My wife, Megan, and I always knew we wanted kids. We also knew it wasn’t going to be easy. We knew there was going to have to be medical intervention—and we were OK with that. We’d known for quite some time that IVF was going to be our route. That’s the beauty of science. It gives people opportunities that whey wouldn’t normally have—and we are beyond grateful for that. The IVF process itself was challenging—physically on my wife and emotionally for both of us. But after about a year of genetic testing, making sure our insurance was in order, and trying to get pregnant, we finally did. It’s hard to put words to the emotions when you first learn your wife is pregnant. At the time, I didn’t think I could ever feel that way. But then nine months later our son Landon was born, and our lives changed forever.
As you can imagine it was a huge adjustment. The three most important things to keeping healthy with CF, in my opinion, are (1) consistency of routine, (2) avoiding germs, and (3) sleep/exercise/treatments. All of these were thrown for a big loop when Landon was born. But we expected that. I don’t have an endless amount of energy. I don’t have the ability to function on 5 hours of sleep. We knew that I was going to have to change some things in order to remain healthy. We knew that we were going to have to rely on our parents, extended family, and friends for help (we still do). Just like everything else in life, it was a learning opportunity. It took some time, and to this day there are curveballs, but we were able to establish a routine that works for our family. A routine that attempts to balance work, life, managing CF, being a parent, being a couple, and everything else that’s important to us.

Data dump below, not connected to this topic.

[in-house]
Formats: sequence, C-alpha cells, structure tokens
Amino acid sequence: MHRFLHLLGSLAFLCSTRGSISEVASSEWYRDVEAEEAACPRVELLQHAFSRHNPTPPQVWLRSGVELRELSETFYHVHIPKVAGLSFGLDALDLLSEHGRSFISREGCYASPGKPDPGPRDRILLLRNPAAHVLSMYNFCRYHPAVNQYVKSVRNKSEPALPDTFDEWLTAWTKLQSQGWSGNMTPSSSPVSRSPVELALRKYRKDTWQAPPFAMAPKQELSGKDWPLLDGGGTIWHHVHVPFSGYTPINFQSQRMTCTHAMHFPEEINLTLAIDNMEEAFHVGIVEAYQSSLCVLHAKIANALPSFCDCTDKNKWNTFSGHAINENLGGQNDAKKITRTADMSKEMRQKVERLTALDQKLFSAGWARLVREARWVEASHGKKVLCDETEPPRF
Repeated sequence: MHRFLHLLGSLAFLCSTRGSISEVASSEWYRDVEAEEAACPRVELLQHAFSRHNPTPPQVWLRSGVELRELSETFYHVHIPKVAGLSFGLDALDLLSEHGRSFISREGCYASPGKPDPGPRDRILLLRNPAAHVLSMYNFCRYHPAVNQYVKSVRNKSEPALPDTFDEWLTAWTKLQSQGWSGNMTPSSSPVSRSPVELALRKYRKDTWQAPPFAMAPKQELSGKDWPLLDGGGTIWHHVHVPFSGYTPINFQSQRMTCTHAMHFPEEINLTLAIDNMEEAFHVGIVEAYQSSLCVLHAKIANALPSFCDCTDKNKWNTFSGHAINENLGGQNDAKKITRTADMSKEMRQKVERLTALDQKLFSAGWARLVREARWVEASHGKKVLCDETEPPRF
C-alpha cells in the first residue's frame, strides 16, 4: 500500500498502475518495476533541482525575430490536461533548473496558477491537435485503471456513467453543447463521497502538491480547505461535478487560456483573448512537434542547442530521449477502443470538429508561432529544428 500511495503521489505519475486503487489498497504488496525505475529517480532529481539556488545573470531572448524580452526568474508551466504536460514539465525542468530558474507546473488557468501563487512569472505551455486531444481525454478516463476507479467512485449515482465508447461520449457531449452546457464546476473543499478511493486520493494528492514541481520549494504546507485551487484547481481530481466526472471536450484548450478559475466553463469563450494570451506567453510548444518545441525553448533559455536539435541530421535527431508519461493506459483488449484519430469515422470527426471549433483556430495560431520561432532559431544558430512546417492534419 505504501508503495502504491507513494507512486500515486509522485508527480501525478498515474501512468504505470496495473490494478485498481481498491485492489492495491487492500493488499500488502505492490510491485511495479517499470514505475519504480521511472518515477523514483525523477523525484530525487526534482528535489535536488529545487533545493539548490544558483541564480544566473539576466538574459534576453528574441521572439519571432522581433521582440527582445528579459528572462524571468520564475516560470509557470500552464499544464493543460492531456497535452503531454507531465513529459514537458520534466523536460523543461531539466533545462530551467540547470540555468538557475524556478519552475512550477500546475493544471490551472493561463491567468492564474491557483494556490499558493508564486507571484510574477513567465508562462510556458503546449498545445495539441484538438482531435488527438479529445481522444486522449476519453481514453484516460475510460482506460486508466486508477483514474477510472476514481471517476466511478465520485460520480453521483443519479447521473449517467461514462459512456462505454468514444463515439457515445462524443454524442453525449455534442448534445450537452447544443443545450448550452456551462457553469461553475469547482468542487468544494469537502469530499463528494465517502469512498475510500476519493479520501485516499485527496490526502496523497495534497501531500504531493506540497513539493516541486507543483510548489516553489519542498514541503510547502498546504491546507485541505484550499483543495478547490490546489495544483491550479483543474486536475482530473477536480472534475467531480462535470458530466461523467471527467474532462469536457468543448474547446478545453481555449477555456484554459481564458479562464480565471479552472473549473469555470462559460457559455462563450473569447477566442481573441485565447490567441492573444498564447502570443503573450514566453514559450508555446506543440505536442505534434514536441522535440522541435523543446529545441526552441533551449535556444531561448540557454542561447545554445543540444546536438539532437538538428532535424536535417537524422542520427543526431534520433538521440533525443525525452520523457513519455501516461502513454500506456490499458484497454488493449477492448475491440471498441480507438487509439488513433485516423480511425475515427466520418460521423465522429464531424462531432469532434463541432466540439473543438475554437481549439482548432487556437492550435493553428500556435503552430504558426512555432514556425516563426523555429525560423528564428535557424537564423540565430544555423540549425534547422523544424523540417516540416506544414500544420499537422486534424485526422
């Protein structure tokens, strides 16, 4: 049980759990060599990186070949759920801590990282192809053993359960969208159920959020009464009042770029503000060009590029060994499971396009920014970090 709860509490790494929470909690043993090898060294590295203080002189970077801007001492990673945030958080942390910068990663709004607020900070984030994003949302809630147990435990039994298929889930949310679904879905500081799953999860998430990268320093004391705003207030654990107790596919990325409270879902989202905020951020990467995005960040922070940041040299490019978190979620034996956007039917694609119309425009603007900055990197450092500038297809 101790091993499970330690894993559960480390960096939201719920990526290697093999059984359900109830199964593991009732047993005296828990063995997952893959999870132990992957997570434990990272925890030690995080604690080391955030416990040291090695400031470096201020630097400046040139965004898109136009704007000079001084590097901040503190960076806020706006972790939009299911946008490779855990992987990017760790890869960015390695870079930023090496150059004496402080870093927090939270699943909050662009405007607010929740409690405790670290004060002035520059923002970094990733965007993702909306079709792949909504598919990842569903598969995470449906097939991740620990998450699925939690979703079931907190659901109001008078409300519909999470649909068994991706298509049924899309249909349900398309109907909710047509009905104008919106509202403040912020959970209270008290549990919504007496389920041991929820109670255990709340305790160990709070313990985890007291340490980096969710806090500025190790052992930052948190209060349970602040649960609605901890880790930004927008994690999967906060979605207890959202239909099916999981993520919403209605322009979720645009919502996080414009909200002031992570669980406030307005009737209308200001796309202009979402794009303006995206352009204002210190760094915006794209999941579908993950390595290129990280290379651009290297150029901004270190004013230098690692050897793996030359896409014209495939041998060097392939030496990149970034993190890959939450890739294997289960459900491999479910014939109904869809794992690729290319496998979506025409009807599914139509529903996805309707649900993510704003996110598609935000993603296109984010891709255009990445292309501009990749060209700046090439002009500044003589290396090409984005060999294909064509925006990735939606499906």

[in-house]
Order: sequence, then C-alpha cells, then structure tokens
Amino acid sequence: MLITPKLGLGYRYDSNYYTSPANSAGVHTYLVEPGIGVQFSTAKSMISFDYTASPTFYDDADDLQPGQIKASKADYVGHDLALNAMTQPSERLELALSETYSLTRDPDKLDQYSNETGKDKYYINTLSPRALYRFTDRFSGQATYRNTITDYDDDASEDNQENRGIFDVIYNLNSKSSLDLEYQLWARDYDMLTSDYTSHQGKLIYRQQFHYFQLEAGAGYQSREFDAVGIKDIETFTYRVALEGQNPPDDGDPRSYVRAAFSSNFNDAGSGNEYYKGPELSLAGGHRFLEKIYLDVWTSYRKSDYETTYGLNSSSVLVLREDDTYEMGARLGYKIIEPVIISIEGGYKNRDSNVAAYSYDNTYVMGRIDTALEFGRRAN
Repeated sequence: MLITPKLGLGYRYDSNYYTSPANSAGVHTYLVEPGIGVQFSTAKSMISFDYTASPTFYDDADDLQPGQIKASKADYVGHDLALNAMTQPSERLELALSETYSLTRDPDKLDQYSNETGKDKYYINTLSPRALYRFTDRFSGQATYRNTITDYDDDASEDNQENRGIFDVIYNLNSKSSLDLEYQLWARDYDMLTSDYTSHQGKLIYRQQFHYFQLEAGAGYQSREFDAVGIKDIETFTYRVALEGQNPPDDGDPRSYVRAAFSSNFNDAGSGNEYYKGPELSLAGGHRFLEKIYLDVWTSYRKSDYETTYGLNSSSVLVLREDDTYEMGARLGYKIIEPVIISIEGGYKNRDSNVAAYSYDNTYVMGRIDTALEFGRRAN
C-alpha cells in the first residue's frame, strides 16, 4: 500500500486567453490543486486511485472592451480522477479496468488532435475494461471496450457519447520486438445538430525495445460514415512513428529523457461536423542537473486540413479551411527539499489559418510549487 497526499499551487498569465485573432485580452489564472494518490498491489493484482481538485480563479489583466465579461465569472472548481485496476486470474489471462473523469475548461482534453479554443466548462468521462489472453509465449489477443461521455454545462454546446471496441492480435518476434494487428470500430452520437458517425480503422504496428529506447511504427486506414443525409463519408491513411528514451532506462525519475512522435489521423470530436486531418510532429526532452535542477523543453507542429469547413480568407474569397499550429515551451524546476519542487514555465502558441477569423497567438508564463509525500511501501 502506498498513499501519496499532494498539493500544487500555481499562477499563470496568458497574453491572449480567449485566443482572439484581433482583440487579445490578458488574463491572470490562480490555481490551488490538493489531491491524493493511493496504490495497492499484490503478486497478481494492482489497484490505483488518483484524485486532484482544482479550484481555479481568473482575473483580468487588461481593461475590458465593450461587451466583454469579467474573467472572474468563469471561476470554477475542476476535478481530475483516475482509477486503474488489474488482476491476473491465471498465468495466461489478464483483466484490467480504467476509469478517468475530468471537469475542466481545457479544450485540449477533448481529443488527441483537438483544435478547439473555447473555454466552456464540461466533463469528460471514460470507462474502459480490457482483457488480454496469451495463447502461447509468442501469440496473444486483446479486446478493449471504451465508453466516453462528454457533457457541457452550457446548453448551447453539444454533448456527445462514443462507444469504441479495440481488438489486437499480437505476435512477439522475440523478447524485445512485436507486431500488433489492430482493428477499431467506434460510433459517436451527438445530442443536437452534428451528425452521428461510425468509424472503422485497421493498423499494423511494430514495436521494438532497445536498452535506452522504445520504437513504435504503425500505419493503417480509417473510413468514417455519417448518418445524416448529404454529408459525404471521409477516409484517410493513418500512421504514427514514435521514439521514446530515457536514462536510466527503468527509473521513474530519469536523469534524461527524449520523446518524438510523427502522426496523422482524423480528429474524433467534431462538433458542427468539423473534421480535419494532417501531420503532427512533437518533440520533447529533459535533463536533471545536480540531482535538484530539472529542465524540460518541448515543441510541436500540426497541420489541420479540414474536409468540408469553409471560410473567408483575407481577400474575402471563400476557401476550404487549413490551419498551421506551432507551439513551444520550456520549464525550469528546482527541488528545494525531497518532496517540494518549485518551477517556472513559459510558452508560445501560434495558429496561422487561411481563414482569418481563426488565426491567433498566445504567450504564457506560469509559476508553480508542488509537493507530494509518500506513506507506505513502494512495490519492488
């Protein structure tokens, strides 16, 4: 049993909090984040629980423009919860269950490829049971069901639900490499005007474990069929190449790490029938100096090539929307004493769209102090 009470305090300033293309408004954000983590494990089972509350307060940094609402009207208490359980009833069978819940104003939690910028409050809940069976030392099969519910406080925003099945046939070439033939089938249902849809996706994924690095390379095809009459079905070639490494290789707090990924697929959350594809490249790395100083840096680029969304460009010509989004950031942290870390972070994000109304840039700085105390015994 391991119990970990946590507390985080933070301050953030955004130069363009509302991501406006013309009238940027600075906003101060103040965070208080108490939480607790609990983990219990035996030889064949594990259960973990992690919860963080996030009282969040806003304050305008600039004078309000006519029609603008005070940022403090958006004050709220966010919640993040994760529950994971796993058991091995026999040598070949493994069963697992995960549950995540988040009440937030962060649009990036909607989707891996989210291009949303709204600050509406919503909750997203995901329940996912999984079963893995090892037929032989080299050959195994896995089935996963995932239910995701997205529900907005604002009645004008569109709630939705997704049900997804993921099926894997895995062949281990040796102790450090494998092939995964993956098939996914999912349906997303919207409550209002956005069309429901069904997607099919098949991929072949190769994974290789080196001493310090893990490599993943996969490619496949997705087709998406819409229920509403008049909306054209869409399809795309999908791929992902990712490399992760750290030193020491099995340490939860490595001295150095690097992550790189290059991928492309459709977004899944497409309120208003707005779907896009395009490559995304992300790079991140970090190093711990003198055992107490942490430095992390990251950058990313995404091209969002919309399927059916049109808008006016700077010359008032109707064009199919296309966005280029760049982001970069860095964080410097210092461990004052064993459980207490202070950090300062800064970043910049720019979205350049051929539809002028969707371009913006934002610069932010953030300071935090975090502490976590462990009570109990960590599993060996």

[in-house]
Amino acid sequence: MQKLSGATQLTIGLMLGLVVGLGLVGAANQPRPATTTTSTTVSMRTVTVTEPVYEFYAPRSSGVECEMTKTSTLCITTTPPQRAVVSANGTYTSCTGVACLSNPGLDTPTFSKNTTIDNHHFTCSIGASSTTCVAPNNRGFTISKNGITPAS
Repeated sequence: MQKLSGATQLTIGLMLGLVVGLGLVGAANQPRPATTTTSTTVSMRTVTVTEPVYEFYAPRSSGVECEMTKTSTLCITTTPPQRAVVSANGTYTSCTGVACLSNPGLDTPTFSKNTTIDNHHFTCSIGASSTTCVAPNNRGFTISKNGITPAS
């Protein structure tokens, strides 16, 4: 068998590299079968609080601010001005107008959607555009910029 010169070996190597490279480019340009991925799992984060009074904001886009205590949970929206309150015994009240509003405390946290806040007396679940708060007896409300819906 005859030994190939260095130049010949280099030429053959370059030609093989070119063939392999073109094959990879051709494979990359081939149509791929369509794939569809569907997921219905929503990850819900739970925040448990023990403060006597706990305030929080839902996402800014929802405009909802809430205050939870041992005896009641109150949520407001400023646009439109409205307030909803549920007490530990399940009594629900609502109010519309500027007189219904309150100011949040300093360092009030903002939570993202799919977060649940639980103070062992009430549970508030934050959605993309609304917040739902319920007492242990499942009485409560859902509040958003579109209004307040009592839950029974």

And to be quite honest, how we view CF hasn’t changed. I still must do my treatments. I still get sick. And as Landon gets older, he certainly starts to take notice. He knows I must do my nebulizers and vest in the morning and before I go to bed. He knows I must take pills before I eat. He thinks that when I have a PICC line in my arm that I just have a big booboo. And right now, he tries to mimic me. We have extra nebulizer cups for him, he puts a sleeve on his arm to cover his booboo (like I do when I have an
IV), and he sometimes takes a marker or a stick and tries to inject insulin into his stomach like me. I’m sure we’ll have to explain more and more as he gets older. I don’t plan on hiding it. I never have. He deserves to know, and we’ll find a way to make sure does. But for now, it’s a bit of an afterthought.
For now, we are just enjoying being parents—CF or no CF. Maybe we appreciate the little things a bit more—a quiet night at home watching Frozen for the 117 th time, a Saturday morning trip to bouncy house and to get a donut, or a big vacation across the country to hike some National Parks—who knows. There are many nights where I look across the couch and am just thankful for the family I have. Thankful that they’re part of my life. Thankful that medicine and science has advanced to a place where I’m 35. Thankful that I can call myself someone’s father. That will never get old. And it’s true what they. Once you have kids you cannot imagine life before them. And I can’t—except for sleeping on weekends! But that doesn’t matter—being a father is the greatest gift. It gives you more as a person than anything I’ve ever experienced. And for that, my family, I’m forever grateful.